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Publication numberUS20040088256 A1
Publication typeApplication
Application numberUS 10/287,556
Publication dateMay 6, 2004
Filing dateNov 1, 2002
Priority dateNov 1, 2002
Also published asCA2503809A1, EP1620772A2, EP1620772A4, WO2004042500A2, WO2004042500A3
Publication number10287556, 287556, US 2004/0088256 A1, US 2004/088256 A1, US 20040088256 A1, US 20040088256A1, US 2004088256 A1, US 2004088256A1, US-A1-20040088256, US-A1-2004088256, US2004/0088256A1, US2004/088256A1, US20040088256 A1, US20040088256A1, US2004088256 A1, US2004088256A1
InventorsRalph Klein, Leo Chan
Original AssigneeKlein Ralph Wilhelm, Leo Chan
Export CitationBiBTeX, EndNote, RefMan
External Links: USPTO, USPTO Assignment, Espacenet
Systems and methods for managing rates
US 20040088256 A1
Abstract
Systems and method for efficiently storing rate schedules and applying the rate schedules against operational events are provided. The rate schedules are represented in a database using a data structure that includes a field for storing a belief time during which the rate schedules are believed to be true. The database stores all versions of the rate schedules to ensure that complete audits of the rate schedules can be performed.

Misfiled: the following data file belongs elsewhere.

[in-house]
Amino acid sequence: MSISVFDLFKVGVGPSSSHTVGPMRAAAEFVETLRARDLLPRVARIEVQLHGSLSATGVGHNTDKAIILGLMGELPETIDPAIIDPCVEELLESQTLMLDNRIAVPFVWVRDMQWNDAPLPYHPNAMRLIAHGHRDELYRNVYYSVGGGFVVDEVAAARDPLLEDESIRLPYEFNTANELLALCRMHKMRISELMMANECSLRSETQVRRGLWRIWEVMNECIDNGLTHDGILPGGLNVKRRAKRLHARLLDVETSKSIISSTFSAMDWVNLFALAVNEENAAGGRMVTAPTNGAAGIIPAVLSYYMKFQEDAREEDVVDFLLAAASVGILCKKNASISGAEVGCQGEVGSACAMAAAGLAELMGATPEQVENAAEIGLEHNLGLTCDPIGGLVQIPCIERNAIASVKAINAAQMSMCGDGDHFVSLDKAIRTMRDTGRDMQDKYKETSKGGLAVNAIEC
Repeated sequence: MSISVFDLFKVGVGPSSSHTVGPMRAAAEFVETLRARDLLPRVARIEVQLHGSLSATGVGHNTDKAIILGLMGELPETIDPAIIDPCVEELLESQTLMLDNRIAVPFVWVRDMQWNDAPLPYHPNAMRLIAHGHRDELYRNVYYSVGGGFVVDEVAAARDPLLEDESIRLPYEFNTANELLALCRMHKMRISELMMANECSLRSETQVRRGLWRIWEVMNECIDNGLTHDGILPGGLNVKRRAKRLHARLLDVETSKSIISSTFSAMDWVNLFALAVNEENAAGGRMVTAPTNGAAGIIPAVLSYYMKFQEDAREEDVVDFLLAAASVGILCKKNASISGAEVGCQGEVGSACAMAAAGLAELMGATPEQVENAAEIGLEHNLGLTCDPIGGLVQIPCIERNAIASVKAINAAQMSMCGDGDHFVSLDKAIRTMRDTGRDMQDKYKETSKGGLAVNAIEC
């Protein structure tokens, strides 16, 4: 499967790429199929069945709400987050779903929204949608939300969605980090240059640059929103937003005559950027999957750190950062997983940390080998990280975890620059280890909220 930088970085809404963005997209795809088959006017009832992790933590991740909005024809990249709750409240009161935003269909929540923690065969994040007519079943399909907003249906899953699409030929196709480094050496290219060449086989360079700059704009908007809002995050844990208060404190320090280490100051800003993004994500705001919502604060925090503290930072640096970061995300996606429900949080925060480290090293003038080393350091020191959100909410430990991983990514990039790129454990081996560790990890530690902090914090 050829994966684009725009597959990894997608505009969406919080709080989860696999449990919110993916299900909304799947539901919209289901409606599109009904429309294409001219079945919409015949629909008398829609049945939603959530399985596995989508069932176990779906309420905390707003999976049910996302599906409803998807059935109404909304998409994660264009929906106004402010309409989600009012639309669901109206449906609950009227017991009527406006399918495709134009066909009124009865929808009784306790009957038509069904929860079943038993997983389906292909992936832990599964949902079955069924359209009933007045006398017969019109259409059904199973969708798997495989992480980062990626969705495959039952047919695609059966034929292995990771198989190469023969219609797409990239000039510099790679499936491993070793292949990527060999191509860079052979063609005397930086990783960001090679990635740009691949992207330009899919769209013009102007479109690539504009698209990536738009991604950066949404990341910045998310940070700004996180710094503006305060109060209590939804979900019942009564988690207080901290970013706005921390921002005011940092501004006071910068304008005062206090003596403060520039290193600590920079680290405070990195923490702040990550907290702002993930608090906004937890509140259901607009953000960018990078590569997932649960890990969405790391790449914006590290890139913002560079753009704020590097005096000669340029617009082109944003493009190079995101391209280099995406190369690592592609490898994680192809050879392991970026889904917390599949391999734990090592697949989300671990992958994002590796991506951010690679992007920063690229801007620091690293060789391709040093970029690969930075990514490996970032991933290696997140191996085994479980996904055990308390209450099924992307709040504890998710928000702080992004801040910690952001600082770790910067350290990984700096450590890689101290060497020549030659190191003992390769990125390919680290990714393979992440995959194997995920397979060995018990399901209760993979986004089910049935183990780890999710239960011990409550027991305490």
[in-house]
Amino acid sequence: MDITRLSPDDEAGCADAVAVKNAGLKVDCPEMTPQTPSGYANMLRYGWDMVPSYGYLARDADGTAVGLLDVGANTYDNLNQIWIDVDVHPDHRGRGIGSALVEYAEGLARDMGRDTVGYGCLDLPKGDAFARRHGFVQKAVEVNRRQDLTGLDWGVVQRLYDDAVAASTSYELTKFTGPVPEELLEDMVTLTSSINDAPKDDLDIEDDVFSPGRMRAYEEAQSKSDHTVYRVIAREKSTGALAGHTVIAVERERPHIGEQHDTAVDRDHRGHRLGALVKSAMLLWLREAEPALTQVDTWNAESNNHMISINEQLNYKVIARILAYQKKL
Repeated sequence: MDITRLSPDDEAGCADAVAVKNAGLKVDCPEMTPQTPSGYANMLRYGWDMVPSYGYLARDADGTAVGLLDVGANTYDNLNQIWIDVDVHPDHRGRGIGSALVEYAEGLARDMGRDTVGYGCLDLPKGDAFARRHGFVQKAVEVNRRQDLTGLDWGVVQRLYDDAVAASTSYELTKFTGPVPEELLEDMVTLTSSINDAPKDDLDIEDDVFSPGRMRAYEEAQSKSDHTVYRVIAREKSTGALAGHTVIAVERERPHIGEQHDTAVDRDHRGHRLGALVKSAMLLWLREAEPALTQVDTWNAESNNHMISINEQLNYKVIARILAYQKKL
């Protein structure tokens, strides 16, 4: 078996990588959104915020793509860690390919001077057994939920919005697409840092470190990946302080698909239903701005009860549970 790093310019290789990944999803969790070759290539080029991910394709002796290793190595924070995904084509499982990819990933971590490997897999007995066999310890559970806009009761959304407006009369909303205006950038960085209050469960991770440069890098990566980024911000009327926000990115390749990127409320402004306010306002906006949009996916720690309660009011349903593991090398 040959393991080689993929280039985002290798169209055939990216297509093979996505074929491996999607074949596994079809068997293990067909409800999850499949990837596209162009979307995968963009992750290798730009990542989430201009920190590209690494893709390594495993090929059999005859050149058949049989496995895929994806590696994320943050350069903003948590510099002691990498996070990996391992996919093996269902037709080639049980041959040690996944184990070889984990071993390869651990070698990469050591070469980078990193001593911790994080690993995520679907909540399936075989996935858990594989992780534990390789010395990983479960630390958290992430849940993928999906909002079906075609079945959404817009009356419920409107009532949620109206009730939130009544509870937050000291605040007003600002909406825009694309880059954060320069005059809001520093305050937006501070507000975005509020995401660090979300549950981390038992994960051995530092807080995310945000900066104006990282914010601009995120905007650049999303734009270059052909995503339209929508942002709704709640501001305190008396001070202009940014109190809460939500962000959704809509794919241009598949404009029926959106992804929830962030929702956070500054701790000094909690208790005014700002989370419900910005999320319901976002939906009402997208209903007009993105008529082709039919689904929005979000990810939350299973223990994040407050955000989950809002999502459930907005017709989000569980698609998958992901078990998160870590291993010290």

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Claims(32)
What is claimed is:
1. A method for storing a rate in a database, the method comprising:
storing a dollar value for the rate;
storing an effective time interval associated with the rate; and
storing a belief time interval for maintaining a history of the rate.
2. The method of claim 1, further comprising costing an operational event with the rate.
3. The method of claim 2, further comprising storing the operational event in the database.
4. The method of claim 3, wherein storing the operational event comprises storing operational data representing a business operation.
5. The method of claim 4, wherein storing operational data comprises representing the operational data using: a resource; a resource type; a quantity; an effective time; and a belief time.
6. The method of claim 5, wherein representing the operational data using an effective time comprises storing a time during which the business operation was performed.
7. The method of claim 5, wherein representing the operational data using a belief time comprises storing a time when the operational event was entered into the database.